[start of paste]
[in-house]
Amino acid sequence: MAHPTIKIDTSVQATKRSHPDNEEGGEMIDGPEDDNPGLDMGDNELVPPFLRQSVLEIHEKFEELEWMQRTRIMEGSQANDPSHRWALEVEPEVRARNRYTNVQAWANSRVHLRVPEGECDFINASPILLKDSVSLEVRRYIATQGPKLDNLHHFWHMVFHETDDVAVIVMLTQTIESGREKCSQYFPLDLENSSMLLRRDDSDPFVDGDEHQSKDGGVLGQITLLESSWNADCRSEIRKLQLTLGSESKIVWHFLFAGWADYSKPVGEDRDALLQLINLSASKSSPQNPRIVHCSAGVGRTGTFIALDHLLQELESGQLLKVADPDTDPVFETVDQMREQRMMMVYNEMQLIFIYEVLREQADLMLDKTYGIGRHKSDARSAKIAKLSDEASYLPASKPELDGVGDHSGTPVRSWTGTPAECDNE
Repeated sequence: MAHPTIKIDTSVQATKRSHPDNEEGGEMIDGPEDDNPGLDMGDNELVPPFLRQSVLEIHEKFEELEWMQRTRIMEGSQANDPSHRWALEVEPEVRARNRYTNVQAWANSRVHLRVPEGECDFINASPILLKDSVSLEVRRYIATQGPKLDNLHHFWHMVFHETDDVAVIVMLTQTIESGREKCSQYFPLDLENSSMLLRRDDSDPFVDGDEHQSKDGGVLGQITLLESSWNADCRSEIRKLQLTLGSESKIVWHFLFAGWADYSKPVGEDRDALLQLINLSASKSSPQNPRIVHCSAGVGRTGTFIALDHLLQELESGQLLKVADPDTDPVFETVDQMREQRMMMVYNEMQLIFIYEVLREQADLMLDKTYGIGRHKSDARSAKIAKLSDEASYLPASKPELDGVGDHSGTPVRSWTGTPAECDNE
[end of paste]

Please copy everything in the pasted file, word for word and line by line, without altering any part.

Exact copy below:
[in-house]
Amino acid sequence: MAHPTIKIDTSVQATKRSHPDNEEGGEMIDGPEDDNPGLDMGDNELVPPFLRQSVLEIHEKFEELEWMQRTRIMEGSQANDPSHRWALEVEPEVRARNRYTNVQAWANSRVHLRVPEGECDFINASPILLKDSVSLEVRRYIATQGPKLDNLHHFWHMVFHETDDVAVIVMLTQTIESGREKCSQYFPLDLENSSMLLRRDDSDPFVDGDEHQSKDGGVLGQITLLESSWNADCRSEIRKLQLTLGSESKIVWHFLFAGWADYSKPVGEDRDALLQLINLSASKSSPQNPRIVHCSAGVGRTGTFIALDHLLQELESGQLLKVADPDTDPVFETVDQMREQRMMMVYNEMQLIFIYEVLREQADLMLDKTYGIGRHKSDARSAKIAKLSDEASYLPASKPELDGVGDHSGTPVRSWTGTPAECDNE
Repeated sequence: MAHPTIKIDTSVQATKRSHPDNEEGGEMIDGPEDDNPGLDMGDNELVPPFLRQSVLEIHEKFEELEWMQRTRIMEGSQANDPSHRWALEVEPEVRARNRYTNVQAWANSRVHLRVPEGECDFINASPILLKDSVSLEVRRYIATQGPKLDNLHHFWHMVFHETDDVAVIVMLTQTIESGREKCSQYFPLDLENSSMLLRRDDSDPFVDGDEHQSKDGGVLGQITLLESSWNADCRSEIRKLQLTLGSESKIVWHFLFAGWADYSKPVGEDRDALLQLINLSASKSSPQNPRIVHCSAGVGRTGTFIALDHLLQELESGQLLKVADPDTDPVFETVDQMREQRMMMVYNEMQLIFIYEVLREQADLMLDKTYGIGRHKSDARSAKIAKLSDEASYLPASKPELDGVGDHSGTPVRSWTGTPAECDNE